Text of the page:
I rejoice that the state of your concerns, external as well as internal, no longer renders the pursuit of inclination incompatible with the sentiment of duty, or propriety; and am persuaded, whatever partiality may be retained for my services, that in the present circumstances of our country, you will not disapprove my determination to retire.
The impressions with which I first undertook the arduous trust, were explained on the proper occasion. In the discharge of this trust, I will only say, that I have with good intentions, contributed towards the organization and administration of the government, the best exertions of which a very fallible judgment was capable. Not unconscious, in the out-set, of the inferiority of my qualifications, experience in my own eyes, perhaps still more in the eyes of others, has strengthened the motives to diffidence of myself; and every day the increasing weight of years admonishes more and more that the shade of retirement is as necessary to me as it will be welcome. Satisfied that if any circumstances have given peculiar value to my services, they were temporary, I have the consolation to believe, that while choice and prudence invite me to quit the political scene, patriotism does not forbid it.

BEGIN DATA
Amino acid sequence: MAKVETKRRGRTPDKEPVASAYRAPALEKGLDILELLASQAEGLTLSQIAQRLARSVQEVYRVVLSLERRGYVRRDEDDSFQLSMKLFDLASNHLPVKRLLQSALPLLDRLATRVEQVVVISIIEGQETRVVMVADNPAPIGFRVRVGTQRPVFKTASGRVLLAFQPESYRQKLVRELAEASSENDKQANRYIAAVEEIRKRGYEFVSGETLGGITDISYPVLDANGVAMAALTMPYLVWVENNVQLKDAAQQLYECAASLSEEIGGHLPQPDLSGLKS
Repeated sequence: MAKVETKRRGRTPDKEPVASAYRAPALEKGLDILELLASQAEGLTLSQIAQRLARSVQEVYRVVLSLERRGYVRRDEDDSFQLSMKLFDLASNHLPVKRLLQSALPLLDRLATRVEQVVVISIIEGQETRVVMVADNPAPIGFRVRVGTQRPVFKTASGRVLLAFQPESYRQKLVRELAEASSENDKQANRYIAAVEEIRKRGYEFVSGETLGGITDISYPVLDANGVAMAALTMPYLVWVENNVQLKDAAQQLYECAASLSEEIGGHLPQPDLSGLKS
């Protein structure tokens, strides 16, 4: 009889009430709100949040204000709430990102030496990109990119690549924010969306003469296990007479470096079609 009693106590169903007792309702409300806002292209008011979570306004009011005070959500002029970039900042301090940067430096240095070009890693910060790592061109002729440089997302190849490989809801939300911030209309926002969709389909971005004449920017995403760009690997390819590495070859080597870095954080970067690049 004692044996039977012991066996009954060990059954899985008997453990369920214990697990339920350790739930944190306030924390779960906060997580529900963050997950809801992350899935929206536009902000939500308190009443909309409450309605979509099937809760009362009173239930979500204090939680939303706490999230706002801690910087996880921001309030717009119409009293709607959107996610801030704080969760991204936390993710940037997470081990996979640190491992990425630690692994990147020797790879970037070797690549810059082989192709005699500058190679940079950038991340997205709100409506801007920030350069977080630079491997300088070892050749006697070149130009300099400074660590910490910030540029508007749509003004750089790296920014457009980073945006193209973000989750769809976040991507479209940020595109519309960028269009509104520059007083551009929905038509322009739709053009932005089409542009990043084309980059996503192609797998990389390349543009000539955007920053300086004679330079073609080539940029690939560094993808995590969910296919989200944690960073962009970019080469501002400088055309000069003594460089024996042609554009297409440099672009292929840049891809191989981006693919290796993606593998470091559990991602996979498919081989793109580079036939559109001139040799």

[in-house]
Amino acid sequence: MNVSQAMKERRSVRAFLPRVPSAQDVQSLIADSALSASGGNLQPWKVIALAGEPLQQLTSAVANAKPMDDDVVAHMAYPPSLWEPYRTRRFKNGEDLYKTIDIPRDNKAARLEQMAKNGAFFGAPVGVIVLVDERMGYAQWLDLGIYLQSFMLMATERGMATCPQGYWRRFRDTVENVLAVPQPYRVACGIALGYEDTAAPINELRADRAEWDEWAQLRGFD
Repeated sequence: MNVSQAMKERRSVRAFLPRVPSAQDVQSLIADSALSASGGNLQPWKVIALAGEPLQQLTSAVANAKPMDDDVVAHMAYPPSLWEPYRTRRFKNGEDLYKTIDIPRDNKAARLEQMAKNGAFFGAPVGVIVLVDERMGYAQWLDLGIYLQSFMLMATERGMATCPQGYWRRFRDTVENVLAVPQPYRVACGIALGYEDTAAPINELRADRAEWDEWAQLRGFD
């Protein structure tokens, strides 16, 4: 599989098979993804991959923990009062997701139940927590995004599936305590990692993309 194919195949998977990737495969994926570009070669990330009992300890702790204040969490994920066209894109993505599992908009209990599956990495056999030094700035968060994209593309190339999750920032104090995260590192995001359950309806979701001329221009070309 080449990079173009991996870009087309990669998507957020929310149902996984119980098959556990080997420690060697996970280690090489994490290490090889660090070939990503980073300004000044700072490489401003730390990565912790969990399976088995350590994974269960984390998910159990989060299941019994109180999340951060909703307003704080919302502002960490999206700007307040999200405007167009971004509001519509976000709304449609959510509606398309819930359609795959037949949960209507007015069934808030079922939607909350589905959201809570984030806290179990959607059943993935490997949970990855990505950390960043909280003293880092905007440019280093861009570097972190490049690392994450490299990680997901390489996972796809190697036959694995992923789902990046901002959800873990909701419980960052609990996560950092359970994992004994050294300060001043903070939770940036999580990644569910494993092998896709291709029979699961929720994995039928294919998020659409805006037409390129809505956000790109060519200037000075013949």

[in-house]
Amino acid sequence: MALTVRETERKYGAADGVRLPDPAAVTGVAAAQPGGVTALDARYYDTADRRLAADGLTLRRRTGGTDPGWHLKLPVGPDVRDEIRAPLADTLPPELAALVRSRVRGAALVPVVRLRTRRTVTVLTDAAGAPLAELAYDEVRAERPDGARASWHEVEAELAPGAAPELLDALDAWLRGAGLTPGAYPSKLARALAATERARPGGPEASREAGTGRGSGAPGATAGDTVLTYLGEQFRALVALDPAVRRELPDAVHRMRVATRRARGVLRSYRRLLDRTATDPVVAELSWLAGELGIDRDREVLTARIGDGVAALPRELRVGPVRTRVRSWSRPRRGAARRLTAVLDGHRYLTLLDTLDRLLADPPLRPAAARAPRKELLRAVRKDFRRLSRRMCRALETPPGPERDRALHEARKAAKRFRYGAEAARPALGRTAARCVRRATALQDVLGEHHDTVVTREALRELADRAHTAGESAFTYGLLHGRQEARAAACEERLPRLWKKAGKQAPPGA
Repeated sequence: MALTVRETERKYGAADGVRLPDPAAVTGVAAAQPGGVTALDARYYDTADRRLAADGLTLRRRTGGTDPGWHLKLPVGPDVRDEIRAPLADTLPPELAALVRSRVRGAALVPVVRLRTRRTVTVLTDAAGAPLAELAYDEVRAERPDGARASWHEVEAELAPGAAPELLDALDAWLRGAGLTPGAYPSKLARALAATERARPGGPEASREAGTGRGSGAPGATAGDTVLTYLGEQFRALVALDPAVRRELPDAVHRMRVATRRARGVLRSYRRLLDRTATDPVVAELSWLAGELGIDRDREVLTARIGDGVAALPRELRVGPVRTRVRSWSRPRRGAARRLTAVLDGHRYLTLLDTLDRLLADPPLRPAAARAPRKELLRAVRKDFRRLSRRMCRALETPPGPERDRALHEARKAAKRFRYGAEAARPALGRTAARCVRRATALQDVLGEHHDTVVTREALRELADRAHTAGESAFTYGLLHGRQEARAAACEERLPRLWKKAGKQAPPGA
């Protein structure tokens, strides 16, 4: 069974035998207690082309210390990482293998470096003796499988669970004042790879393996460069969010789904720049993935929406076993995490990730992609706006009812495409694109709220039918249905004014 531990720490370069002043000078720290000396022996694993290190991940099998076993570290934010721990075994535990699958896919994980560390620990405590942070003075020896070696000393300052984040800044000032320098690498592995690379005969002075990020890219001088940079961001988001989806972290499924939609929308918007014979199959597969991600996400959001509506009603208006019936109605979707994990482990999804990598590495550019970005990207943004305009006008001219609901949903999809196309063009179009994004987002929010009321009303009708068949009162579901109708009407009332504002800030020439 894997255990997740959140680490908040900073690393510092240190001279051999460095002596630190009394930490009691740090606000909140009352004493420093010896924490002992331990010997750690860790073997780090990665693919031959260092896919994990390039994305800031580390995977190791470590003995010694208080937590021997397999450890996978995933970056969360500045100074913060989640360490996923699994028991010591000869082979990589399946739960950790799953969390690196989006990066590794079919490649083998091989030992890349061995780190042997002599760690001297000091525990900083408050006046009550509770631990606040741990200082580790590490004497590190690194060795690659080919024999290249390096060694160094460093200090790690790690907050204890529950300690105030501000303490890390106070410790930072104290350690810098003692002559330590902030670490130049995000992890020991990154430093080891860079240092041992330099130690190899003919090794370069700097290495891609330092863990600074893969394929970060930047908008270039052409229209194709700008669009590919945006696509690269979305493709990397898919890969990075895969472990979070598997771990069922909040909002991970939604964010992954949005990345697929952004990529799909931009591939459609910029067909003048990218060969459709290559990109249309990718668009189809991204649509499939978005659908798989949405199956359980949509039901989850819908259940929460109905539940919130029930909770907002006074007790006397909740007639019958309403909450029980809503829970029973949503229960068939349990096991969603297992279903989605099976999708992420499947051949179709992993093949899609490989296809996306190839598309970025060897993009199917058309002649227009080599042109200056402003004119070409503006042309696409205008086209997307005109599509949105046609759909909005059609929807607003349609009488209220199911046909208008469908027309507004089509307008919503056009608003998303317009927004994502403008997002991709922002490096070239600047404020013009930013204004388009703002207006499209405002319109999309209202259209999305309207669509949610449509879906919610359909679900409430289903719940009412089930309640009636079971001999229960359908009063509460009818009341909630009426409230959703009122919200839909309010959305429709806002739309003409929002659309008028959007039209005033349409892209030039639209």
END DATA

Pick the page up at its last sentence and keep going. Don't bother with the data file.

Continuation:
In looking forward to the moment, which is intended to terminate the career of my public life, my feelings do not permit me to suspend the deep acknowledgment of that debt of gratitude which I owe to my beloved country, for the many honours it has conferred upon me; still more for the steadfast confidence with which it has supported me; and for the opportunities I have thence enjoyed of manifesting my inviolable attachment, by services faithful and persevering, though in usefulness unequal to my zeal. If benefits have resulted to our country from these services, let it always be remembered to your praise, and as an instructive example in our annals, that under circumstances in which the passions, agitated in every direction, were liable to mislead, amidst appearances sometimes dubious,- vicissitudes of fortune often discouraging, -in situations in which not unfrequently want of success has countenanced the spirit of criticism the constancy of your support was the essential prop of